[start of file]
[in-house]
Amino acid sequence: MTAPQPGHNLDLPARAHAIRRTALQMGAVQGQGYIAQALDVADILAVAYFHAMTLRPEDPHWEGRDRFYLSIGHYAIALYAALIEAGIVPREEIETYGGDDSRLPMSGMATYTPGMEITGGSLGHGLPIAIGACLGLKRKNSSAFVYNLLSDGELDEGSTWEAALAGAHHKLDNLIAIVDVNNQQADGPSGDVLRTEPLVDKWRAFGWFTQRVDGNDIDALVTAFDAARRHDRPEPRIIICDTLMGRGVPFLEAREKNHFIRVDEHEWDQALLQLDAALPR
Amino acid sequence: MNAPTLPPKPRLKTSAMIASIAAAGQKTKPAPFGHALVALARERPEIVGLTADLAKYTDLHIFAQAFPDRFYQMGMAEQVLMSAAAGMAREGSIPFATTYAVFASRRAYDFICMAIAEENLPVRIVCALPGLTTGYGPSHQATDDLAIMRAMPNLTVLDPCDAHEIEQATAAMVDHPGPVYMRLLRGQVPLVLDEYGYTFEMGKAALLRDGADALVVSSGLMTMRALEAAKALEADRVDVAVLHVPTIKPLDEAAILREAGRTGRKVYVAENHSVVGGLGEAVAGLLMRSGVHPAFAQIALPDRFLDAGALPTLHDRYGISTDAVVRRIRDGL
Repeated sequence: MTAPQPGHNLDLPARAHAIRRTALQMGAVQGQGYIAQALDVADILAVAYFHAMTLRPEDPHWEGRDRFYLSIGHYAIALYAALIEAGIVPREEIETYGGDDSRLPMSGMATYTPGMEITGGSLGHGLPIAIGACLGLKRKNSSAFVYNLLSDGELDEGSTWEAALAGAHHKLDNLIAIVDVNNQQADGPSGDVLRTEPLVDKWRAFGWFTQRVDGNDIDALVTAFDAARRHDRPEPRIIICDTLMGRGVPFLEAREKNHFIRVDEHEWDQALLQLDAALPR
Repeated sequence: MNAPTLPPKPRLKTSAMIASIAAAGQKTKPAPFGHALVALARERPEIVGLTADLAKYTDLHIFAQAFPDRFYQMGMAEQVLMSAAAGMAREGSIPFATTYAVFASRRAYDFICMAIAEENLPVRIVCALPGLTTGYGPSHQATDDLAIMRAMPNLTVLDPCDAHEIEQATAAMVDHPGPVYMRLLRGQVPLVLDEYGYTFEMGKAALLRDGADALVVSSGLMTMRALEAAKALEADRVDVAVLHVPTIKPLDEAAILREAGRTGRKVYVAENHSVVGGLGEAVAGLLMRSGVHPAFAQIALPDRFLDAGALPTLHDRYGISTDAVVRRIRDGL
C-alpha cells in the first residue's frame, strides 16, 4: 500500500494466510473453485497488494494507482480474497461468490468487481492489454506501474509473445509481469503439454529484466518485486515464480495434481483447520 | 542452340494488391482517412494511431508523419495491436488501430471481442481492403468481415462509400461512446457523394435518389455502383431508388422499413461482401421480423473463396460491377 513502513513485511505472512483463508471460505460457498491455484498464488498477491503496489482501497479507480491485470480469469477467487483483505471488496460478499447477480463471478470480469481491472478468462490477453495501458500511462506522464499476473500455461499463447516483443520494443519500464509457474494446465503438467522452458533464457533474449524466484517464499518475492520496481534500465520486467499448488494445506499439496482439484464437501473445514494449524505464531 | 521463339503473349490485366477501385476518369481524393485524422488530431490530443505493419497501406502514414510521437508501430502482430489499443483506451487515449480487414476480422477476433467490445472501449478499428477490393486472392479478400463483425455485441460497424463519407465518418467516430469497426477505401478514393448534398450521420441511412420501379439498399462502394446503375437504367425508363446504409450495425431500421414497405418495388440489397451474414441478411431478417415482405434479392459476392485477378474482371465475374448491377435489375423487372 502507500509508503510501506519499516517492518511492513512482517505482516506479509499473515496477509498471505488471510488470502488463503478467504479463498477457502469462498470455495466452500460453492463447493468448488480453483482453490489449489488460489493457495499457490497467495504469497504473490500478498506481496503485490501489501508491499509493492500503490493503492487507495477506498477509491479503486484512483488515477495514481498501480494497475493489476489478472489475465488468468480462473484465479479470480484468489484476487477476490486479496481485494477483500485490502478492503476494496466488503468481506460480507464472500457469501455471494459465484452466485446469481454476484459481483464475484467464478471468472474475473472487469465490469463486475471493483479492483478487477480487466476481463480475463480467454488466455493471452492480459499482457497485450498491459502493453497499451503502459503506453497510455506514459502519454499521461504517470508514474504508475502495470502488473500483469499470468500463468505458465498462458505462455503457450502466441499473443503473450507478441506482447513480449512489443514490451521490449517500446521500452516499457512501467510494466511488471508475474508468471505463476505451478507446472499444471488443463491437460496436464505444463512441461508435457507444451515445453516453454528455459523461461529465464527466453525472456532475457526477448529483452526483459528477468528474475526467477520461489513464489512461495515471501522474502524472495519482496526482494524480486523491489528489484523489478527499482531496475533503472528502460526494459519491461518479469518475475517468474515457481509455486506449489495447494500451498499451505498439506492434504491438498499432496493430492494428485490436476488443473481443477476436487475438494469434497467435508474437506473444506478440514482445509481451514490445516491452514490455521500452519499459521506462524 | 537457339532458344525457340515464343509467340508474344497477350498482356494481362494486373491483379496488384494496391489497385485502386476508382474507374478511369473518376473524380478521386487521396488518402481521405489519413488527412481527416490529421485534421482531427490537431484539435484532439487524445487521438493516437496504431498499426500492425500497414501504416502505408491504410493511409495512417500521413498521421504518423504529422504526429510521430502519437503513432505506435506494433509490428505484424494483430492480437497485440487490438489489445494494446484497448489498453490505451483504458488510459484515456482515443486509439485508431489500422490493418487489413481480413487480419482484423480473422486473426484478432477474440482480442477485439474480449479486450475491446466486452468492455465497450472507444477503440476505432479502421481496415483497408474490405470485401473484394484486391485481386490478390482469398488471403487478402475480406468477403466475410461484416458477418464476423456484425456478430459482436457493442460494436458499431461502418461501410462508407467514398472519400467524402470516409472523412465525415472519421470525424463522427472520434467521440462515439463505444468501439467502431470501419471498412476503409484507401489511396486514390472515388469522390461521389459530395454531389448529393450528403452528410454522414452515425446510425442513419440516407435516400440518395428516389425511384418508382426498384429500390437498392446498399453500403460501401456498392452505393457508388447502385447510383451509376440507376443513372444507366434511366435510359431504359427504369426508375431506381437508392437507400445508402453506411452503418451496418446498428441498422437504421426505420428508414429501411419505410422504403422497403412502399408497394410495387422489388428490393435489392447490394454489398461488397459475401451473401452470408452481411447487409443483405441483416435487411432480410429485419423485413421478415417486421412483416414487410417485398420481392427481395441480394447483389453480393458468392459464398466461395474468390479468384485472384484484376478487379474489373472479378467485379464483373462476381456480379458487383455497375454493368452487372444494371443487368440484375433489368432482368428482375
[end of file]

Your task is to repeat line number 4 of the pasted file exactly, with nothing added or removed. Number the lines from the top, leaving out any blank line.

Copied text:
Repeated sequence: MTAPQPGHNLDLPARAHAIRRTALQMGAVQGQGYIAQALDVADILAVAYFHAMTLRPEDPHWEGRDRFYLSIGHYAIALYAALIEAGIVPREEIETYGGDDSRLPMSGMATYTPGMEITGGSLGHGLPIAIGACLGLKRKNSSAFVYNLLSDGELDEGSTWEAALAGAHHKLDNLIAIVDVNNQQADGPSGDVLRTEPLVDKWRAFGWFTQRVDGNDIDALVTAFDAARRHDRPEPRIIICDTLMGRGVPFLEAREKNHFIRVDEHEWDQALLQLDAALPR